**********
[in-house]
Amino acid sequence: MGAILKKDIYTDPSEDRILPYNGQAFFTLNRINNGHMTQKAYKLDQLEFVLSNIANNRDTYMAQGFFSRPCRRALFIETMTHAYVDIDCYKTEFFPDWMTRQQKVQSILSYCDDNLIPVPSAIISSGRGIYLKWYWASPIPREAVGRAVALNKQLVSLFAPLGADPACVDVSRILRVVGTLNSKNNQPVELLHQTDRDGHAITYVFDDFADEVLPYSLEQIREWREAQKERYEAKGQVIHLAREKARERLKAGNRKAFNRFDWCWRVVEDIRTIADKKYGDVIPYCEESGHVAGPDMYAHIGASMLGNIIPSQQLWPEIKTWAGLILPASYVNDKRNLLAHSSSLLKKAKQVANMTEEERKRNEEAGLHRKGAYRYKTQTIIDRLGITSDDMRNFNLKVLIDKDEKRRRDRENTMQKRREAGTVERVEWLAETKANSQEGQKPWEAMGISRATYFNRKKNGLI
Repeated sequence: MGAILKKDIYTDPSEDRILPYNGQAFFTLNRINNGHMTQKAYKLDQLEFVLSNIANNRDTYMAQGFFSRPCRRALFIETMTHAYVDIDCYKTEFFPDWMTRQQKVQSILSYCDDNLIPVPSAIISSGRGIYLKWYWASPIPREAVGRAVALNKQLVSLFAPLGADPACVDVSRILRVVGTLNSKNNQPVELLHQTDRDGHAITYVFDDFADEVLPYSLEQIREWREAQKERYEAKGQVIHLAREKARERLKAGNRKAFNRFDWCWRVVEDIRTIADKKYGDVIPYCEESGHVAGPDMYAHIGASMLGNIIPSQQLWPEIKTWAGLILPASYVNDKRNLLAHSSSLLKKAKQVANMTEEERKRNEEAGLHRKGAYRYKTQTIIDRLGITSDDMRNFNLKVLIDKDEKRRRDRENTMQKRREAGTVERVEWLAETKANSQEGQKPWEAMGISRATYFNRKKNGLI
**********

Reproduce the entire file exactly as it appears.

[in-house]
Amino acid sequence: MGAILKKDIYTDPSEDRILPYNGQAFFTLNRINNGHMTQKAYKLDQLEFVLSNIANNRDTYMAQGFFSRPCRRALFIETMTHAYVDIDCYKTEFFPDWMTRQQKVQSILSYCDDNLIPVPSAIISSGRGIYLKWYWASPIPREAVGRAVALNKQLVSLFAPLGADPACVDVSRILRVVGTLNSKNNQPVELLHQTDRDGHAITYVFDDFADEVLPYSLEQIREWREAQKERYEAKGQVIHLAREKARERLKAGNRKAFNRFDWCWRVVEDIRTIADKKYGDVIPYCEESGHVAGPDMYAHIGASMLGNIIPSQQLWPEIKTWAGLILPASYVNDKRNLLAHSSSLLKKAKQVANMTEEERKRNEEAGLHRKGAYRYKTQTIIDRLGITSDDMRNFNLKVLIDKDEKRRRDRENTMQKRREAGTVERVEWLAETKANSQEGQKPWEAMGISRATYFNRKKNGLI
Repeated sequence: MGAILKKDIYTDPSEDRILPYNGQAFFTLNRINNGHMTQKAYKLDQLEFVLSNIANNRDTYMAQGFFSRPCRRALFIETMTHAYVDIDCYKTEFFPDWMTRQQKVQSILSYCDDNLIPVPSAIISSGRGIYLKWYWASPIPREAVGRAVALNKQLVSLFAPLGADPACVDVSRILRVVGTLNSKNNQPVELLHQTDRDGHAITYVFDDFADEVLPYSLEQIREWREAQKERYEAKGQVIHLAREKARERLKAGNRKAFNRFDWCWRVVEDIRTIADKKYGDVIPYCEESGHVAGPDMYAHIGASMLGNIIPSQQLWPEIKTWAGLILPASYVNDKRNLLAHSSSLLKKAKQVANMTEEERKRNEEAGLHRKGAYRYKTQTIIDRLGITSDDMRNFNLKVLIDKDEKRRRDRENTMQKRREAGTVERVEWLAETKANSQEGQKPWEAMGISRATYFNRKKNGLI